Pay farmers for welfare – RSPCA

THE ROYAL Society for the Prevention of Cruelty to Animals has proposed that future improvements to animal welfare standards should be linked to cross-compliance.

The report – Into the Fold – also advocates making rural development funds available to pig farmers who switch from slatted floor systems to straw-based solid floor systems. 

Under the RSPCA proposals, pig farmers would receive a one-off payment of 30% for building conversions and further assistance for three years to cover extra labour costs.

The same terms would apply to farmers who rear calves on slatted-floor systems.

But DEFRA has said the government currently has no plans to pay farmers for animal welfare-friendly farming under the current RDP.

The overwhelming emphasis of the existing English scheme, which runs until 2006, is on agri-environment, DEFRA executive Martin Nesbit told an RSPCA conference on May 17.

This takes up the bulk of the €300m (£204m) a year available, he said.

“A convincing case has not been made for the introduction of animal welfare schemes,” he told FW after the meeting.

“Stakeholder views are still being sought, but it is a question of funding. All RDP measures will need to demonstrate clear consumer and taxpayer benefit.”

The RSPCA‘s report acknowledges that labour costs can double for solid-floor systems but suggests a change to organic status whereby the market premium received by producers should cover the extra cost of labour.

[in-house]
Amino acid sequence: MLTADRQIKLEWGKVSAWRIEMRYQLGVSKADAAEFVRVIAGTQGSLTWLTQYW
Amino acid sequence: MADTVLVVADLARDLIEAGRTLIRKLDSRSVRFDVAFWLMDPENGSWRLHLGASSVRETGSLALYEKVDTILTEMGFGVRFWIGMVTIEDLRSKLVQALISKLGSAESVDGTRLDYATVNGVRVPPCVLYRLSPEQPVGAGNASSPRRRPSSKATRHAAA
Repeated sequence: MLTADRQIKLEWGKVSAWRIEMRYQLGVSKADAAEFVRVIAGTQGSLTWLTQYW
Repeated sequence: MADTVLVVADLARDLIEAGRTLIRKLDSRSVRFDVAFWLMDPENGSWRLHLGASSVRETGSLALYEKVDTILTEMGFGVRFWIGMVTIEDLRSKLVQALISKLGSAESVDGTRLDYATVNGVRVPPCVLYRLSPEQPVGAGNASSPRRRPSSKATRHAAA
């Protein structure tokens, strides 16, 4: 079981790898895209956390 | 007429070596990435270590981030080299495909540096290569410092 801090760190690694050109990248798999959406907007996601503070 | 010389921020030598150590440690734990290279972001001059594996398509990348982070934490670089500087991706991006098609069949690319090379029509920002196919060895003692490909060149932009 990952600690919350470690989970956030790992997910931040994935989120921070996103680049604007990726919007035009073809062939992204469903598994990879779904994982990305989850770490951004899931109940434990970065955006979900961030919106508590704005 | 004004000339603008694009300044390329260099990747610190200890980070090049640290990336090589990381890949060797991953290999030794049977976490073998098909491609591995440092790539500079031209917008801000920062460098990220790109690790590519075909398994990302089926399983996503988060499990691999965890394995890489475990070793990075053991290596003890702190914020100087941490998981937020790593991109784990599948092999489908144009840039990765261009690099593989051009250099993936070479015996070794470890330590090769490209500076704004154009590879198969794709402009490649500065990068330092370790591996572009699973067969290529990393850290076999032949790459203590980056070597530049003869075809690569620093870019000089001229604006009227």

The association also wishes to see measures that would encourage outdoor pig production by increasing the availability of suitable woodland.

It suggests combining outdoor pig production with the Farm Woodland Scheme.

Other pig proposals include increasing the area for a 90kg pig from 0.65m2 to 1m2, an increase of 54%.

The RSPCA also suggests making an animal veterinary health plan part of an agri-environment scheme.

But under its plan this would see vets visiting farms either fortnightly or monthly for a morning or a whole day at a time.

Mr Nesbit said funds were tight and, while the UK would be fighting for an improvement in the 3.5% share of rural development funds it currently gets from Brussels, securing more cash for future years would not be easy.

Were animal welfare to be included in the next RDP, to run from 2007 to 2012, this would probably mean cutting payments in other areas.

Mr Nesbit insisted DEFRA still had an open mind on this, though stakeholders will have to prevent some convincing arguments.